In addition to the digital-ad industry disruption from Apple’s change to its iOS mobile-operating system, Facebook has faced a firestorm of criticism from lawmakers, academics and users over revelations in The Wall Street Journal’s “Facebook Files” series, which showed that the company knows that its platforms are riddled with flaws that cause harm. Those articles spurred congressional hearings, prompted a rebuke from Facebook’s own oversight board and led the company to halt work on a version of its Instagram app focused on children.

Facebook had previously warned that Apple’s privacy changes to its iOS operating system could crimp ad-targeting capabilities in the third quarter, as more people update their iPhones and iPads. Last week Snap Inc. blamed the Apple policy for an expected slowdown in revenue growth for the current quarter, leading its stock price to fall more than 20%.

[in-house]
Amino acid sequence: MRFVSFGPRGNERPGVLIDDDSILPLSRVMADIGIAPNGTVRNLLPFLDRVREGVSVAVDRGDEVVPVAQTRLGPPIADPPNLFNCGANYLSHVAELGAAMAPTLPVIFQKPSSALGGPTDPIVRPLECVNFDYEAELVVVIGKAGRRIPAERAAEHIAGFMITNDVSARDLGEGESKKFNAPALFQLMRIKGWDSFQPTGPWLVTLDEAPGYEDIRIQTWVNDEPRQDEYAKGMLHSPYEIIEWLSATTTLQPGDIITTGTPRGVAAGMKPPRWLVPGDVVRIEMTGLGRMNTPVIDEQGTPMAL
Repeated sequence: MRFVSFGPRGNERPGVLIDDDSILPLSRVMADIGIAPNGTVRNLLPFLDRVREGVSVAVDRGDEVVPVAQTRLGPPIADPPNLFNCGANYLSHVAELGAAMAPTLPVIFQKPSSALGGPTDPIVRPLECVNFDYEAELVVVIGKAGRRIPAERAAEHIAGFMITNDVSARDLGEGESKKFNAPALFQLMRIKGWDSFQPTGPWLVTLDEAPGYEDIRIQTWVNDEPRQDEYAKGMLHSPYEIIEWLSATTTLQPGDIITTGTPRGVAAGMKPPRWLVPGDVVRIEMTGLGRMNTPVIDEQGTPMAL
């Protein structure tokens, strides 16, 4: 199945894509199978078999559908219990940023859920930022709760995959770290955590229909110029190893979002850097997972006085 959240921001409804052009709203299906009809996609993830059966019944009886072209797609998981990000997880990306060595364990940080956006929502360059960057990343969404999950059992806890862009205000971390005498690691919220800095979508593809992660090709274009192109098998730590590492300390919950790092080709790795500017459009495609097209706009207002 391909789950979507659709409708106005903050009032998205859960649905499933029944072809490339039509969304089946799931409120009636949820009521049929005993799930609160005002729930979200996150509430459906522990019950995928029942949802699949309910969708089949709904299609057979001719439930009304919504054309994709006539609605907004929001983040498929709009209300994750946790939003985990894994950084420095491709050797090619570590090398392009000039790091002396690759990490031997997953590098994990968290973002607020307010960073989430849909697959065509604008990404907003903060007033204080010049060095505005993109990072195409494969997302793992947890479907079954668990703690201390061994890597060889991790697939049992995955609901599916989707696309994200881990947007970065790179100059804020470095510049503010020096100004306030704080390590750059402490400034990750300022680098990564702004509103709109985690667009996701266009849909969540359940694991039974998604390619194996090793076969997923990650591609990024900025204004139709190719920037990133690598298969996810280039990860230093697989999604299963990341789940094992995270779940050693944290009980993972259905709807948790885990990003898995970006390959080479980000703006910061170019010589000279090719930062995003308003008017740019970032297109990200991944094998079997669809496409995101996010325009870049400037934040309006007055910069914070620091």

Facebook shares rose more than 3% in after-hours trading Monday after ending the regular session up 1.3%. The company’s shares had retreated 5% last week after Snap reported the advertising issues related to Apple’s changes.

“Given the fear that was out there, this is fine, especially after Snap,” said MoffettNathanson analyst Michael Nathanson.

Earlier Monday, Frances Haugen, the former Facebook employee who gathered company documents that informed the Journal’s series, spoke to a U.K. parliamentary committee. She urged lawmakers there to pass legislation to rein in social-media platforms, saying that Facebook has trouble curbing misinformation and hate speech in many languages and dialects, including British English.

Mr. Zuckerberg on Monday pushed back against recent criticism of the company.